State should assist with Brooke High repairs
Give members of the Brooke County Board of Education credit for one thing — determination to get the school system back on track. Some people would have thrown up their hands and resigned from the board long ago, in the face of seemingly endless challenges.
Yes, there is a new one. It was made known during a public hearing Tuesday, about a new 10-year school facilities plan the county is required to submit to the West Virginia Department of Education.
Various scenarios for the long term were discussed. But as Steve Mitchell, the school system’s supervisor of buildings and grounds, noted, there is a more immediate concern.
Brooke High School’s roof is leaking, he said. There also are plumbing problems at the facility, he added.
It is unlikely any of the proposed 10-year plans can be implemented soon, for various reasons. One is the fact Brooke County voters probably would not approve a big bond issue to help fund such work.
“We need to look to the future,” Mitchell said, “but we have to survive tomorrow.” That was in reference to his emphasis on the need for major repairs at the high school, which opened in 1969.
One wonders if the lamentation, “the hits just keep coming” was coined in reference to a situation similar to that facing the Brooke County Board of Education.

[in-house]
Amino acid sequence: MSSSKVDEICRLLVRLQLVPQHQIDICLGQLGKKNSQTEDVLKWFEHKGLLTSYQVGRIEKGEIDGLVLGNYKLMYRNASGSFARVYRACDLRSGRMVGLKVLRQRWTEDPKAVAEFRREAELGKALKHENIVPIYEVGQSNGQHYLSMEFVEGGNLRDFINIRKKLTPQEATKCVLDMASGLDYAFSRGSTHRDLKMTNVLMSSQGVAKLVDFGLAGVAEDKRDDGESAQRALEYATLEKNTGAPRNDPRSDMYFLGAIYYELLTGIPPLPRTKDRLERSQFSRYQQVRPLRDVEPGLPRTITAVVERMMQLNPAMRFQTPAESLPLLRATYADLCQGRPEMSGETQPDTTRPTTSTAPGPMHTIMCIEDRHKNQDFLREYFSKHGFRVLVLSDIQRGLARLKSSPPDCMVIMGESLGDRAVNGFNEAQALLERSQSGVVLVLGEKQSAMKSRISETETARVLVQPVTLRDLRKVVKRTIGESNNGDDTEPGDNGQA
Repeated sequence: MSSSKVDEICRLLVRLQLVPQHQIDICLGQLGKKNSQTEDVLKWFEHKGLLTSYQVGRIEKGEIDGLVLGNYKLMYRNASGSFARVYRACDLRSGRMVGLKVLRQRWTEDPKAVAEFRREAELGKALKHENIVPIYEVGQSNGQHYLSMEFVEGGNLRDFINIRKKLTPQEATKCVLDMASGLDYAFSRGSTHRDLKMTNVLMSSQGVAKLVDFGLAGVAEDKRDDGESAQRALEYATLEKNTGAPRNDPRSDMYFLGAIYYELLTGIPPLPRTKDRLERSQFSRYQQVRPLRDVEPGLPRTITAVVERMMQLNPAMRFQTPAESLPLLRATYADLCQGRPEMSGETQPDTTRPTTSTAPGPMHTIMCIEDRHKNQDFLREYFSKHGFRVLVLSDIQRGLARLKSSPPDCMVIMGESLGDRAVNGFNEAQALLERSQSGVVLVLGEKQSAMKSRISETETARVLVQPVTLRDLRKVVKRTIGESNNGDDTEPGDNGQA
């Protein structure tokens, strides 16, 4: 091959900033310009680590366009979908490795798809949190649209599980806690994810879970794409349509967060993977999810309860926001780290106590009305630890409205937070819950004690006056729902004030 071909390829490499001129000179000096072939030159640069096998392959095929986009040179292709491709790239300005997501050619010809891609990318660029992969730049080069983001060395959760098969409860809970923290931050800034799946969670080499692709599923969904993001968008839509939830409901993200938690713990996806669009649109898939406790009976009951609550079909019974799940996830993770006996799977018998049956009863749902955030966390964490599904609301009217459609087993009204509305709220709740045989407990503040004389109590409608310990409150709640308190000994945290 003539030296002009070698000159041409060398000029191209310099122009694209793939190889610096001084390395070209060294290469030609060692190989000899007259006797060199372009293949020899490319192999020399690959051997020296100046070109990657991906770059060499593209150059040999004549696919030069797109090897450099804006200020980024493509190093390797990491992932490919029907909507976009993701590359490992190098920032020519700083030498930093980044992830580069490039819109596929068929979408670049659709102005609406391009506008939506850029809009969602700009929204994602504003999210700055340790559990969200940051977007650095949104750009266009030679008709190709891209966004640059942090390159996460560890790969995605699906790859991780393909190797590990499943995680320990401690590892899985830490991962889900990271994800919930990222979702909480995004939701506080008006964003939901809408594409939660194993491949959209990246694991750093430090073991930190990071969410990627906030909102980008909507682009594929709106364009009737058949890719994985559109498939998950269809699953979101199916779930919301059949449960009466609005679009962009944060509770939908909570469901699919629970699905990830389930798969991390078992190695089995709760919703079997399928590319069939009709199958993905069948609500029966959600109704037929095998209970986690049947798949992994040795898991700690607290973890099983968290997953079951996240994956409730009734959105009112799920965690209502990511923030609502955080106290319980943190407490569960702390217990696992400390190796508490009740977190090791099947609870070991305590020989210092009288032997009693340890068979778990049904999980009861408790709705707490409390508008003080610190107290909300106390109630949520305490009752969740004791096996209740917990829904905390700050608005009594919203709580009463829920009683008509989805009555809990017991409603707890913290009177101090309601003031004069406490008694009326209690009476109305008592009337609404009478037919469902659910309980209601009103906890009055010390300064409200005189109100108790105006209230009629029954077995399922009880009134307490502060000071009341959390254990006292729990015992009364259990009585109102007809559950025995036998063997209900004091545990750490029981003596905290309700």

First, there was the scandal that forced the previous school superintendent to resign.
Then, it was learned that because of a clerical mistake blamed on that superintendent’s administration, the school system has $3.2 million a year less than had been expected to cover operations.
That forced the board to take extremely unpleasant steps such as laying off about 40 employees.
More recently, there has been a dispute with Brooke County commissioners over payment of school resource officers.
A cost figure for making the necessary repairs at Brooke High was not cited during the recent meeting. Obviously, unless it is in the pocket-change category, the board cannot pay for the work.
Some state funding may be available, but there is a question whether Brooke County can meet all the requirements. State officials should find a way to offer significant funding help. This is a true emergency.